Jailed Saudi activist told to deny torture for release
"The Saudi state security has visited my sister in prison recently. They have asked her to... appear on video to deny the torture and harassment," her brother Walid al-Hathloul, who is based in Canada, said on Twitter.
"That was part of a deal to release her."
There was no immediate reaction from Saudi authorities and the kingdom's media ministry did not respond to requests for comment.
Hathloul, who recently marked her 30th birthday in jail, is among around a dozen prominent women activists who are currently facing trial after being detained last year in a sweeping crackdown on dissent.
She was among a few detainees who accused interrogators of subjecting them to torture - including electric shocks, flogging and groping in detention - a charge vigorously denied by the government.
Hathloul also accused former royal court media advisor Saud al-Qahtani of threatening to rape and kill her, according to her family.
Her brother said she had initially agreed to sign a document denying that she had been tortured, as a precondition for her release.
He added that her family had intended to keep the deal secret.
But state security officials recently visited her again in prison to demand a video testimony.
"Asking to appear on a video and to deny the torture doesn't sound like a realistic demand," Walid tweeted.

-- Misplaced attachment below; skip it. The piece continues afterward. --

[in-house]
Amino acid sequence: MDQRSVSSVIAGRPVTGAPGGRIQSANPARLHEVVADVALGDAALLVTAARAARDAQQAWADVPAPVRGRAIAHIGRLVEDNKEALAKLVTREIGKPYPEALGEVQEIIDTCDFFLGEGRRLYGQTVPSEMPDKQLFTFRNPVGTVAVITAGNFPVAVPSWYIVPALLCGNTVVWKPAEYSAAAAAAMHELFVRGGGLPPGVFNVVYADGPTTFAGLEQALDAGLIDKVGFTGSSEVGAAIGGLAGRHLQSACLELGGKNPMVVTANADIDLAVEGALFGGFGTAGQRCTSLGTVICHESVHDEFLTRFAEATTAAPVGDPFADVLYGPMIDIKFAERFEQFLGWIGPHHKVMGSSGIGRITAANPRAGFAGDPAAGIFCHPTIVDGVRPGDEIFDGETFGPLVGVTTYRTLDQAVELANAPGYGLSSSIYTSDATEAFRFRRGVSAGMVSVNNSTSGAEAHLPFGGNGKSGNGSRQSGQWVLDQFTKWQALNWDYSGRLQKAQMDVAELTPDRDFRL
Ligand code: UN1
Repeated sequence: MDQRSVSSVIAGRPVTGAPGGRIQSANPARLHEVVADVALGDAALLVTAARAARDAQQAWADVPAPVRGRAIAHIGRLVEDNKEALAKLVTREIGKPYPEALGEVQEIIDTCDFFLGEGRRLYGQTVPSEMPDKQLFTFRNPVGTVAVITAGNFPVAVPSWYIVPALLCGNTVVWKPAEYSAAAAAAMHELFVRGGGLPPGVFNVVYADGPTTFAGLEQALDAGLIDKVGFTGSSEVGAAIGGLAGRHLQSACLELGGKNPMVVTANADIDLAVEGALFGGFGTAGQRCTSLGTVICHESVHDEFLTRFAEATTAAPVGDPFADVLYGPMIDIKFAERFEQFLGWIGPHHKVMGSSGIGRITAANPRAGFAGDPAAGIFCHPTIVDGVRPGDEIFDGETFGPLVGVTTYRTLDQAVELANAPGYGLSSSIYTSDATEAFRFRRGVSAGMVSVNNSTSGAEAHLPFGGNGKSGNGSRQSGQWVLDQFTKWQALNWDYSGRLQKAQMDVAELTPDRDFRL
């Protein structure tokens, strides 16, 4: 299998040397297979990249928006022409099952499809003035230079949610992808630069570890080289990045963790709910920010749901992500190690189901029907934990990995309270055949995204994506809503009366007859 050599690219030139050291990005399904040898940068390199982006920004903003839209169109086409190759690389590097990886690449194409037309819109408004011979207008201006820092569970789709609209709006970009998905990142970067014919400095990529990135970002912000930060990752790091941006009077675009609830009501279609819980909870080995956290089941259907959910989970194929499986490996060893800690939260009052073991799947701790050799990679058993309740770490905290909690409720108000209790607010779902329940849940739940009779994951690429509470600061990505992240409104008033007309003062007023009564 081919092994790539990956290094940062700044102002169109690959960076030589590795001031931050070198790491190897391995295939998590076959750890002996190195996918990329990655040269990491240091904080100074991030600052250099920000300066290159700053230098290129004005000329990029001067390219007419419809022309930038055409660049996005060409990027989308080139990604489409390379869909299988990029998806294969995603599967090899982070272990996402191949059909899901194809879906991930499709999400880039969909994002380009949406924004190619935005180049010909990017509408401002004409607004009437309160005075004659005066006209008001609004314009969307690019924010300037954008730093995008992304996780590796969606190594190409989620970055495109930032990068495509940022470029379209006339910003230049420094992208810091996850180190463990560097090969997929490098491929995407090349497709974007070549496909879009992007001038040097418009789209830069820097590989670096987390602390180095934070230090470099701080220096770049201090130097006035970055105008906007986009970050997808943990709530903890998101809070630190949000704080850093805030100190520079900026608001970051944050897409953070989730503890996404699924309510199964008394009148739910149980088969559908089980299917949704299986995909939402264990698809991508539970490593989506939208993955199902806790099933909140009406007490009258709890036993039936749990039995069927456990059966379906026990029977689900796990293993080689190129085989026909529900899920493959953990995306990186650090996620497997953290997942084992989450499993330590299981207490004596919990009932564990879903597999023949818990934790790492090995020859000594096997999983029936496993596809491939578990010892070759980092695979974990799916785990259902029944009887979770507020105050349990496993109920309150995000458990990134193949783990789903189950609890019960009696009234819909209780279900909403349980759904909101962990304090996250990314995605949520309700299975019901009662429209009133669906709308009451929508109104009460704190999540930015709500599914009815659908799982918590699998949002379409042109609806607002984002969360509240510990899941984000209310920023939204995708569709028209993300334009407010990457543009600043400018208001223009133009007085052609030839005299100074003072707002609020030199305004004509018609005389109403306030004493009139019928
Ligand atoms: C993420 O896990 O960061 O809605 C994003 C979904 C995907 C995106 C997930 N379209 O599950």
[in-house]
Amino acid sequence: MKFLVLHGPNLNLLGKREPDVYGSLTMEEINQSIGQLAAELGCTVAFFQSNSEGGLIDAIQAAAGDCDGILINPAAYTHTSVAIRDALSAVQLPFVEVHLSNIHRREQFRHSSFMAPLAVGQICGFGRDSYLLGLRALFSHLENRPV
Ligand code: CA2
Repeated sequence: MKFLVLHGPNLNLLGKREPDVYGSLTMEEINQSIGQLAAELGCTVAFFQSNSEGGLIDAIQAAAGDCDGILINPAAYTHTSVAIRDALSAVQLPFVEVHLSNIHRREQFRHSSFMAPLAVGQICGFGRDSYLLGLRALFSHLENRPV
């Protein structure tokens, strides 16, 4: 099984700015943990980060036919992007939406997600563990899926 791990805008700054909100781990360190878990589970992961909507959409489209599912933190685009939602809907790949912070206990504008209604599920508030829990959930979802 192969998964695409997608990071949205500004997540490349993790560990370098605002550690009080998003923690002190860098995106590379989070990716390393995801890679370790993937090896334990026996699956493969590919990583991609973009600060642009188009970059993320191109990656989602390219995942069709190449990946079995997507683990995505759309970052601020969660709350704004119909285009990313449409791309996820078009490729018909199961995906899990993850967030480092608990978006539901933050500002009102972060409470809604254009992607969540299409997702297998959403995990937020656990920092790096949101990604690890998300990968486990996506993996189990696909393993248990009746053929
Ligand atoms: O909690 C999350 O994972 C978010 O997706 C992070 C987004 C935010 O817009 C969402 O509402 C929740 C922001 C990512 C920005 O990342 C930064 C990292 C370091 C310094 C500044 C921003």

Her sister Lina al-Hathloul separately said her sibling was under pressure to deny the torture claim.
"(I don't know) what I'm risking by writing this. Maybe it will harm my sister. But I can't keep it to myself," Lina wrote on Twitter.
"Loujain has been proposed a deal: deny the torture and she'll be free.
"Whatever happens I am certifying it (one) more time: Loujain has been brutally tortured and sexually harassed."
Hathloul's siblings have previously complained they were pressured by people close to the Saudi state to stay silent over her treatment in detention.
Riyadh has faced pressure from Western governments to release women activists, most of whom were jailed last summer just before the historic lifting of a decades-long ban on female motorists.
Many were branded as traitors by local media and are standing trial over charges that include contact with foreign media, diplomats and human rights groups.
Their trial has cast a spotlight on the human rights record of the kingdom, which has also faced intense global criticism over the murder of journalist Jamal Khashoggi in its Istanbul consulate last year.
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